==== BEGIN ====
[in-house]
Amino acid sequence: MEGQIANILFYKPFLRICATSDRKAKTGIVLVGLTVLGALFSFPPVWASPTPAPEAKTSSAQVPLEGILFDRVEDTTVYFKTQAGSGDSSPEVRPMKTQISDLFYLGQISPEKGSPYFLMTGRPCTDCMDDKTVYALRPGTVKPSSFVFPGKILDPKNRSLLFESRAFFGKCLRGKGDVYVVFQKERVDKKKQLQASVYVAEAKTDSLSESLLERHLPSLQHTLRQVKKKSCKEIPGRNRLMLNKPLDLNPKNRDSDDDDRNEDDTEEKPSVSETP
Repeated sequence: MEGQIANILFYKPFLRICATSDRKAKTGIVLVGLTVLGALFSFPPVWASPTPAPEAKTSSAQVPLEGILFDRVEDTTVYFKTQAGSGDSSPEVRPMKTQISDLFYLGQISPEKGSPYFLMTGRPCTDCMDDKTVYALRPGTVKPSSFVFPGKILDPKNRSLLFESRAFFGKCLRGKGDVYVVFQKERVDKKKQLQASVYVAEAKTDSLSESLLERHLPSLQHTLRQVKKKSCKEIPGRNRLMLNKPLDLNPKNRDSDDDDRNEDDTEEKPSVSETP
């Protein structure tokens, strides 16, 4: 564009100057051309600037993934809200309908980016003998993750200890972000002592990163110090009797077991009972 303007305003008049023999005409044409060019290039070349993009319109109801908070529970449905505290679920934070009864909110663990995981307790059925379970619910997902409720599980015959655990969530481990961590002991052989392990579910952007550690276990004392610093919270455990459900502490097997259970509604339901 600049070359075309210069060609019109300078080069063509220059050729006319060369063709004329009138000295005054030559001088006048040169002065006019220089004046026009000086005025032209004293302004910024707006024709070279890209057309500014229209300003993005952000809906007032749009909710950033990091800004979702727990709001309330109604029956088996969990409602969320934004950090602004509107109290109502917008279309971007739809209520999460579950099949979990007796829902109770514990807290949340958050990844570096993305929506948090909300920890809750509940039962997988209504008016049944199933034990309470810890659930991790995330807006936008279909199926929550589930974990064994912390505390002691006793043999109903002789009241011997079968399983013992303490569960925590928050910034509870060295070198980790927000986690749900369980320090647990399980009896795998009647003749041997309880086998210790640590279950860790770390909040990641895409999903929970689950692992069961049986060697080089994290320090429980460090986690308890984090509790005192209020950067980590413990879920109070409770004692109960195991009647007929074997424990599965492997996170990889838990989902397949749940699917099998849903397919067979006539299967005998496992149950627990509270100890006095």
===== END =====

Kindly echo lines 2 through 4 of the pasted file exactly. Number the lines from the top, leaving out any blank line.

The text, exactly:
Amino acid sequence: MEGQIANILFYKPFLRICATSDRKAKTGIVLVGLTVLGALFSFPPVWASPTPAPEAKTSSAQVPLEGILFDRVEDTTVYFKTQAGSGDSSPEVRPMKTQISDLFYLGQISPEKGSPYFLMTGRPCTDCMDDKTVYALRPGTVKPSSFVFPGKILDPKNRSLLFESRAFFGKCLRGKGDVYVVFQKERVDKKKQLQASVYVAEAKTDSLSESLLERHLPSLQHTLRQVKKKSCKEIPGRNRLMLNKPLDLNPKNRDSDDDDRNEDDTEEKPSVSETP
Repeated sequence: MEGQIANILFYKPFLRICATSDRKAKTGIVLVGLTVLGALFSFPPVWASPTPAPEAKTSSAQVPLEGILFDRVEDTTVYFKTQAGSGDSSPEVRPMKTQISDLFYLGQISPEKGSPYFLMTGRPCTDCMDDKTVYALRPGTVKPSSFVFPGKILDPKNRSLLFESRAFFGKCLRGKGDVYVVFQKERVDKKKQLQASVYVAEAKTDSLSESLLERHLPSLQHTLRQVKKKSCKEIPGRNRLMLNKPLDLNPKNRDSDDDDRNEDDTEEKPSVSETP
């Protein structure tokens, strides 16, 4: 564009100057051309600037993934809200309908980016003998993750200890972000002592990163110090009797077991009972 303007305003008049023999005409044409060019290039070349993009319109109801908070529970449905505290679920934070009864909110663990995981307790059925379970619910997902409720599980015959655990969530481990961590002991052989392990579910952007550690276990004392610093919270455990459900502490097997259970509604339901 600049070359075309210069060609019109300078080069063509220059050729006319060369063709004329009138000295005054030559001088006048040169002065006019220089004046026009000086005025032209004293302004910024707006024709070279890209057309500014229209300003993005952000809906007032749009909710950033990091800004979702727990709001309330109604029956088996969990409602969320934004950090602004509107109290109502917008279309971007739809209520999460579950099949979990007796829902109770514990807290949340958050990844570096993305929506948090909300920890809750509940039962997988209504008016049944199933034990309470810890659930991790995330807006936008279909199926929550589930974990064994912390505390002691006793043999109903002789009241011997079968399983013992303490569960925590928050910034509870060295070198980790927000986690749900369980320090647990399980009896795998009647003749041997309880086998210790640590279950860790770390909040990641895409999903929970689950692992069961049986060697080089994290320090429980460090986690308890984090509790005192209020950067980590413990879920109070409770004692109960195991009647007929074997424990599965492997996170990889838990989902397949749940699917099998849903397919067979006539299967005998496992149950627990509270100890006095």